HAIR LOSS AT THE HAIR LINE (Part 1) – Causes of Receding Hair Line


Hello ladies

Christmas is almost here.  I am so excited to see family and friends over the holidays.  I hope your Christmas plans, holidays and travels are going well.
I am grateful to God for all my blessings in 2013 and pray for more of His grace in 2014.

As the year is almost over, I was wondering what the last few blog topics for the year should be.  I decided to write about something that a lot of us battle with; our edges.  This will be a two part series and in this post I will discuss causes of receding hair lines.




Like a lot of ladies, my edges are the most fragile part of my hair and scalp.  The hair is sparse and the scalp is more sensitive than other areas.  I am constantly on a mission to protect my hairline so I try to avoid things which may cause hair loss in that area.  This includes;


1)      Brushes and Combs
Avoid using fine tooth combs and hard brushes on your hairline.   A wide tooth comb or a very soft brush used gently is all right.  I prefer to use my hands to smooth my edges.

2)      Bonnets/ Shower Caps

Deep fold showercap

Some night bonnets and shower caps have elasticated bands that have deep folds in the band area.  Please see the picture above.  When placed on the hair line, the folds may pinch/hold on to hair on your edges and nape.  When being removed, they can pull out or break off some of the hair.  Only a strand or two may be pulled out every day but over the course of  a few months, all those strands add up.

3)      Hats/Head Wraps/Wig Caps
Hats, head wraps and wig caps can be great for protecting our hair. However if placed on your hairline, the friction may cause hair loss at your edges and nape.
If you wear hats, head wraps or wig caps regularly, I suggest that you place them above or below your hairline rather than directly on your hairline.  Also make sure your hair is moisturised and sealed before wearing them.

4)      Chemical Over Processing
Relaxers and chemical based hair dyes weaken our hair fibres so it is important to reduce how often we use such chemicals.   The hair on our edges and nape processes quicker than other areas of our head.  To reduce the risk or chemical damage and over processing, apply the relaxer and dyes to your edges and nape last.  Remember to wait at least 8 to 10 weeks between relaxers.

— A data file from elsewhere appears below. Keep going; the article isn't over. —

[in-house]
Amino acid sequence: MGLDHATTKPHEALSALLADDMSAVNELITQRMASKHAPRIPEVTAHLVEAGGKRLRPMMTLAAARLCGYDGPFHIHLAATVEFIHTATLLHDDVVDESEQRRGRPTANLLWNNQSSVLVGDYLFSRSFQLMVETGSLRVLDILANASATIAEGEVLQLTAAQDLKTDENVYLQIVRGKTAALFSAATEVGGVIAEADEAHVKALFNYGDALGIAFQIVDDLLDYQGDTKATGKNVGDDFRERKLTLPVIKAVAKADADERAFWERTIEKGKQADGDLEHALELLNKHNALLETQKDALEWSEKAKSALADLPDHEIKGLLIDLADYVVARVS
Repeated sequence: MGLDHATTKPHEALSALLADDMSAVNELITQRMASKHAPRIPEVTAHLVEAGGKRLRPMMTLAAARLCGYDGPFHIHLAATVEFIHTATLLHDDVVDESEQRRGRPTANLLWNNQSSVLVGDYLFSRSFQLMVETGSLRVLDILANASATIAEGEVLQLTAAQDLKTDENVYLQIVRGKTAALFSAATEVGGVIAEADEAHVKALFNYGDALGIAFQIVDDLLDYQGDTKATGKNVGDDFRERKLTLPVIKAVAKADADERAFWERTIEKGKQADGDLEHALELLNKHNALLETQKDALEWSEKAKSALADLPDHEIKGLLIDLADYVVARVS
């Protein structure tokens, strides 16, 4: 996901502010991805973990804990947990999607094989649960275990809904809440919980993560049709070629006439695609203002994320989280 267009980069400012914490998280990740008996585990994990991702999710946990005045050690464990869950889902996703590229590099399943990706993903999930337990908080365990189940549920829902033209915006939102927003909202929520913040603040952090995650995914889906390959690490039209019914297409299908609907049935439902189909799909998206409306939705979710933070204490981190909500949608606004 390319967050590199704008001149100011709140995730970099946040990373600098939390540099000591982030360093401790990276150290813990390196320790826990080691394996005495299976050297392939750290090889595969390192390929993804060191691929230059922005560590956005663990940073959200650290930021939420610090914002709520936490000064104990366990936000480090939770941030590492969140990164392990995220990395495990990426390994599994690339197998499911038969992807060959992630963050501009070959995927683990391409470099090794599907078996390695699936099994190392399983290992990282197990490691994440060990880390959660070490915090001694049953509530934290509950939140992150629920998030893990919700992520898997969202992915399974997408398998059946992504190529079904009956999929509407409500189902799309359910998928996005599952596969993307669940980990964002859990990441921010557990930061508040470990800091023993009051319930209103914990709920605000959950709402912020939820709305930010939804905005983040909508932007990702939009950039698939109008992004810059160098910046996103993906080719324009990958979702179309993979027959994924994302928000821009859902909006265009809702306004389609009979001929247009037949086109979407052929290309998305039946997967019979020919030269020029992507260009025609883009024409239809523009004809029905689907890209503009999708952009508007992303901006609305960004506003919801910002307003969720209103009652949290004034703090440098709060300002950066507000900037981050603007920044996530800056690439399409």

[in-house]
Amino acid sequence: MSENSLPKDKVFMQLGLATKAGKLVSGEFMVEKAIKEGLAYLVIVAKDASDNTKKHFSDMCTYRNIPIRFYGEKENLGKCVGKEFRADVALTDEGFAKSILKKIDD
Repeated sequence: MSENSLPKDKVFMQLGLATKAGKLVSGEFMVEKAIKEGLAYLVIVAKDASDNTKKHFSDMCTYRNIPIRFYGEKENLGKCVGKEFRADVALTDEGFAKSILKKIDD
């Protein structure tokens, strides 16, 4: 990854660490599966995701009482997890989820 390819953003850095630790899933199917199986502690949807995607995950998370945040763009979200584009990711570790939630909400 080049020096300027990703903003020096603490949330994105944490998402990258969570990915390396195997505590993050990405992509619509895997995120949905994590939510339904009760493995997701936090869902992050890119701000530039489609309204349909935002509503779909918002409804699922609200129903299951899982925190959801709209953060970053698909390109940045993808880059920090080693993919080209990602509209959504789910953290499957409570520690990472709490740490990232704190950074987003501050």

5)      Facial Cleansing Products


Facial cleansing products can easily come in contact with our edges when washing or scrubbing our face.  The ingredients in our cleansers, scrubs or masks may lead to damage and dryness of the hairs on our edges.
So during your daily facial cleansing routine, try to prevent the products from coming into contact with your edges.

6)      Post Partum Shedding
For some months after childbirth, many women experience a decline of hormones in their body which causes an increase in the number of hairs they shed.   This is known as post partum shedding.   Some ladies find that majority of the hairs they shed after child birth falls from their edges.  Post partum shedding is temporary and should cease when the woman’s hormone levels have returned to its normal levels.
Please note that some medical conditions and/or treatment may also result in hair loss.

7)      Hairstyle Choices
The most common and preventable cause of hair loss at our edges is our hairstyle choices.
Weaves, braids, excessively tight buns, up-does and roller sets, etc can lead to hair loss at the edges.   If a hairstyle is too tight,  too much tension is being placed on the hair follicles which may eventually become damaged and the  hair in the follicles may fall out. Please note that damaged hair follicles can produce new hairs but if the abuse continues, the follicle damage may become permanent.

When it comes to edges I always stress that prevention is better than cure.  If your hair styles , how you handle your hair or bad hair care practices are causing your hair line to recede or  become sparse, act now. Don’t wait till the damage becomes permanent.

Please come back soon for part two where I will share practical tips that I use to protect my hairline and how to stimulate re-growth of edges were  hair loss has occurred.
Merry Christmas



Learn | Change | Grow





  1. December 29, 2013 / 3:01 pm

    Wow I would never have linked facial washes and cleansers to receding hairlines! Thanks for that insight. Lovely blog by the way and you have gorgeous hair girl!